John R. Stephenson '55
The Walton Six Editor’s note: This is an abridged version of a note used to open the Wichita Falls, Texas, muster this year.
In September 1951, a group of 18-year-old men met by luck of the draw as freshmen members of the Corps of Cadets. Six of them became the Walton Six.
Our first week at Texas A&M, we were ushered into a small area of Walton Hall, which became our new home. We were made to sit in our undershorts on the bare, cold floor with our backs to the wall and our knees under our chins. A senior cadet told us to look at the man on either side of us and then around the room. We were told to try to remember who we saw, because only one in four of us would graduate from Texas A&M.
As it turned out, five of the Walton Six beat that one-in-four success rate and graduated in four years. Our members were Al Koury ’55, Dr. Martin Burkhead ’55, Bill Manning ’55, Charles C. (C Square) Richie ’55, myself and Tommy Cahall ’55, who never returned to school during our third year.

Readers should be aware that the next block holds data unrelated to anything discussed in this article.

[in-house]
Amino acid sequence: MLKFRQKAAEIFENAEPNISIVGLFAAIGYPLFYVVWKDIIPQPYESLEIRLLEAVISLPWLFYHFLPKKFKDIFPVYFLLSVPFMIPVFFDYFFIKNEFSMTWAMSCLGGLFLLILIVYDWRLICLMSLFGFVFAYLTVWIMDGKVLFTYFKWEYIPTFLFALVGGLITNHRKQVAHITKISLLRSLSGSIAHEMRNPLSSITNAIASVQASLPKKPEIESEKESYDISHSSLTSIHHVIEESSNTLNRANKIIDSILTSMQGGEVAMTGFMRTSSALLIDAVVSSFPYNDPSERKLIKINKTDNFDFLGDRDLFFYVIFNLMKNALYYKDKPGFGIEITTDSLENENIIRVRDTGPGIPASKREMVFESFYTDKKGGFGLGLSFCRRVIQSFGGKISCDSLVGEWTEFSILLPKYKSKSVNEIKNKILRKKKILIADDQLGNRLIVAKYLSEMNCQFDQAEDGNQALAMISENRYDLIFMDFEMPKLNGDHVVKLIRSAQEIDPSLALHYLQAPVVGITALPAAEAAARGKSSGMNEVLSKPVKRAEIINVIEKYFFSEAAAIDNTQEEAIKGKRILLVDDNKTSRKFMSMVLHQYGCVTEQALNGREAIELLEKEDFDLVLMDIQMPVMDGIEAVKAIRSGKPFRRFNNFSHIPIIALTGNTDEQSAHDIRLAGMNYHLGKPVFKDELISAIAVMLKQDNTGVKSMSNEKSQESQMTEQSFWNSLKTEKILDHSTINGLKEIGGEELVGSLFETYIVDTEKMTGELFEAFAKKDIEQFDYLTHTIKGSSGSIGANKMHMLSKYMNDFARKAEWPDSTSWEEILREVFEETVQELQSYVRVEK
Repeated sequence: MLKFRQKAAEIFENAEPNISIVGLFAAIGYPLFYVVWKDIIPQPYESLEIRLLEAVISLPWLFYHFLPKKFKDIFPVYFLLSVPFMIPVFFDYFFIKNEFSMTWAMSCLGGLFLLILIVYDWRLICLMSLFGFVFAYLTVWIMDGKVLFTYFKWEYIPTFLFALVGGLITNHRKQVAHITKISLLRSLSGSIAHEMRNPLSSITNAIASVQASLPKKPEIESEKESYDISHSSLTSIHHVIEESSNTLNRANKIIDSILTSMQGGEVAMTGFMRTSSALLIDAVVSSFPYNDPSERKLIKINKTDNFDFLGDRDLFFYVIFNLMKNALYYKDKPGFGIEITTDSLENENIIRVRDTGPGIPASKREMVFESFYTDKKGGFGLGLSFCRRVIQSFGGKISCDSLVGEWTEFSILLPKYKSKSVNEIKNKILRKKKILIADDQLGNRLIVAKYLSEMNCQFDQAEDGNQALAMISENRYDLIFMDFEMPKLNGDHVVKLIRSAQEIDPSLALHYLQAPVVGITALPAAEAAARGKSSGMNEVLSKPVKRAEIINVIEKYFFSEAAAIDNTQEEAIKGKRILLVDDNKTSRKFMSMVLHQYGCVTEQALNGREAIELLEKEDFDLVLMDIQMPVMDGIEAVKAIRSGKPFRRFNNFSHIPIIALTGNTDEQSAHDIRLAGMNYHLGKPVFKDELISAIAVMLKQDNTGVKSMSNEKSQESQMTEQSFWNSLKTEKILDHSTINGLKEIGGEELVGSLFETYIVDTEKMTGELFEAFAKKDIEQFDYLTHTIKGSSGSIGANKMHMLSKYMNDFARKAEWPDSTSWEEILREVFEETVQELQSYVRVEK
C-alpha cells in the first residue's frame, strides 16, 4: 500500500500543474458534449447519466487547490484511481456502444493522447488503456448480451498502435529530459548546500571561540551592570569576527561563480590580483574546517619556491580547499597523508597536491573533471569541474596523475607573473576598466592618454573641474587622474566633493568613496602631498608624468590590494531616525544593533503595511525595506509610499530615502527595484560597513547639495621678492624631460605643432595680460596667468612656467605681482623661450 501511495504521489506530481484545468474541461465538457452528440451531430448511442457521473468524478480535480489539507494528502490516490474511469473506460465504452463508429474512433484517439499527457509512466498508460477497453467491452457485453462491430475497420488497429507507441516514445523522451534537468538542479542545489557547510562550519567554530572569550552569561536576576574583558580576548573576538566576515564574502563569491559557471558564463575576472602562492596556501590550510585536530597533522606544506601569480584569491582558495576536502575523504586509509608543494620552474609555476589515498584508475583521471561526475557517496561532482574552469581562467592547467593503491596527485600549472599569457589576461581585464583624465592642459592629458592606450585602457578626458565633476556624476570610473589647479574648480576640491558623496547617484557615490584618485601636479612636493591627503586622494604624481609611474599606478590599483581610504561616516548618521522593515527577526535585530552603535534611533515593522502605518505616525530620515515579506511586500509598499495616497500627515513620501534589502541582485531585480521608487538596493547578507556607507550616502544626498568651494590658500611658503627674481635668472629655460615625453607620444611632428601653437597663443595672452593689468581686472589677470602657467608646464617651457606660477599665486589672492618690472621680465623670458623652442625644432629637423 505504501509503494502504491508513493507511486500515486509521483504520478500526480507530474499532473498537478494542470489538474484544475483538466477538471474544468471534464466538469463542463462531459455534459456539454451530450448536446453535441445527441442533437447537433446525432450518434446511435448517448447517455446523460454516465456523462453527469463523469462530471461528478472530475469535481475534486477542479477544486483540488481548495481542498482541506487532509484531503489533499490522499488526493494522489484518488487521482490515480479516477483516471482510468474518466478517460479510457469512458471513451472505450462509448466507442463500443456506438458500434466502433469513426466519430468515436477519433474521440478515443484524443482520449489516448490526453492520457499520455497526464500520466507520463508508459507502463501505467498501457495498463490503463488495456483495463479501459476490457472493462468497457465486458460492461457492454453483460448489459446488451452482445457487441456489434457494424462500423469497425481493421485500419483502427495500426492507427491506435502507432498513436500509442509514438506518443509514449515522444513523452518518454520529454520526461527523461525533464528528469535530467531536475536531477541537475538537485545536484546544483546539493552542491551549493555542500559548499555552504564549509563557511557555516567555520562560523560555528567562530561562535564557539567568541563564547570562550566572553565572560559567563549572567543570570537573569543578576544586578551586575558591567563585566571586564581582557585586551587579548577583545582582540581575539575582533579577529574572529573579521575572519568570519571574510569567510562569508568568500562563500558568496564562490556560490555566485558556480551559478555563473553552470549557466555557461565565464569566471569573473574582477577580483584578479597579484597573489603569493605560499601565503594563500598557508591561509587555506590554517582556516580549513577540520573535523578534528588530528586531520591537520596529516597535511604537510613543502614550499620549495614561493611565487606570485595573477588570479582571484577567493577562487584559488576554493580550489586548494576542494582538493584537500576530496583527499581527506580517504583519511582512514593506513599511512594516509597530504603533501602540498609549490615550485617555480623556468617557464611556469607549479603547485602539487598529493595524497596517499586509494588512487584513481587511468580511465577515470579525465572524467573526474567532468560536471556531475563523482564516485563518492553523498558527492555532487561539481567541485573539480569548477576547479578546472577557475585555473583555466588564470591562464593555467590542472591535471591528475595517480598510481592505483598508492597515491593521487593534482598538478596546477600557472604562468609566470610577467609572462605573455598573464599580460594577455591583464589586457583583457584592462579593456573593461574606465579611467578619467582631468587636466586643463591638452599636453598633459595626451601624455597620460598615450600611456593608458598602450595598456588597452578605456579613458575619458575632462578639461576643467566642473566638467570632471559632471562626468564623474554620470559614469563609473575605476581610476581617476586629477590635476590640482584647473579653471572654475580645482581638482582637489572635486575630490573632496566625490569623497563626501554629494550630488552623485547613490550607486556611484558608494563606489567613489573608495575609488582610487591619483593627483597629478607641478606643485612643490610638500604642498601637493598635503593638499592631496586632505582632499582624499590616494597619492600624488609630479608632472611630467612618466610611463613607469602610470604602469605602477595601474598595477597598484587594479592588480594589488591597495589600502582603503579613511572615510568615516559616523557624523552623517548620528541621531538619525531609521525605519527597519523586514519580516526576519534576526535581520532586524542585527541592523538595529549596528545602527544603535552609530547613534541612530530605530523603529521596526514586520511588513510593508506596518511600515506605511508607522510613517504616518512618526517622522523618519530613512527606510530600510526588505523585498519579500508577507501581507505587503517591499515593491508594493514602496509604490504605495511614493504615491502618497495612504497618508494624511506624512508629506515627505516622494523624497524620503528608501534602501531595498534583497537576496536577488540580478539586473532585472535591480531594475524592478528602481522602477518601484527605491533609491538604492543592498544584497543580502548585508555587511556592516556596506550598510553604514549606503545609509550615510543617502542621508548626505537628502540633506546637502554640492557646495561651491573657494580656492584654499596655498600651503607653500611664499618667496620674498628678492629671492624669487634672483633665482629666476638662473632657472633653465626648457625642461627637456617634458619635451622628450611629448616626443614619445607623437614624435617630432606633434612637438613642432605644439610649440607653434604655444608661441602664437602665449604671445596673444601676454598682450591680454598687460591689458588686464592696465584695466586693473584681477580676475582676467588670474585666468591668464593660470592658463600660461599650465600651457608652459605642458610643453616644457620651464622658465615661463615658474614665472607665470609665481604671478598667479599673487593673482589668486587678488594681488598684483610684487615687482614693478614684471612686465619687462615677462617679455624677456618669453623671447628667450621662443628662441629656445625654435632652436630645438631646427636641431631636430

One could easily say that none of the Walton Six came from highly advantaged beginnings, and indeed we funded our Texas A&M education through various odd jobs. Even so, we later enjoyed successful careers and many accomplishments. Without Texas A&M, there is no way we would be where, who or how we are today.
Al and C Square have since joined the ranks in the great beyond. We three who remain miss them, but it helps to remember that anyone truly loved is never totally lost. We have not totally lost C Square, Al or Tommy, and when we pass, we will not be totally lost, either.
In the great bye-and-bye, we will all muster in the great beyond. We will answer that heavenly roll call with a final hearty, robust, resounding and respectful “HERE” for one another. That is what Aggies, as true friends, do for one another.
It is generations of men and women the likes of Walton Six who are, in fact, the true Spirit of Aggieland.
John R. Stephenson ’55, Col. USAF (Ret.)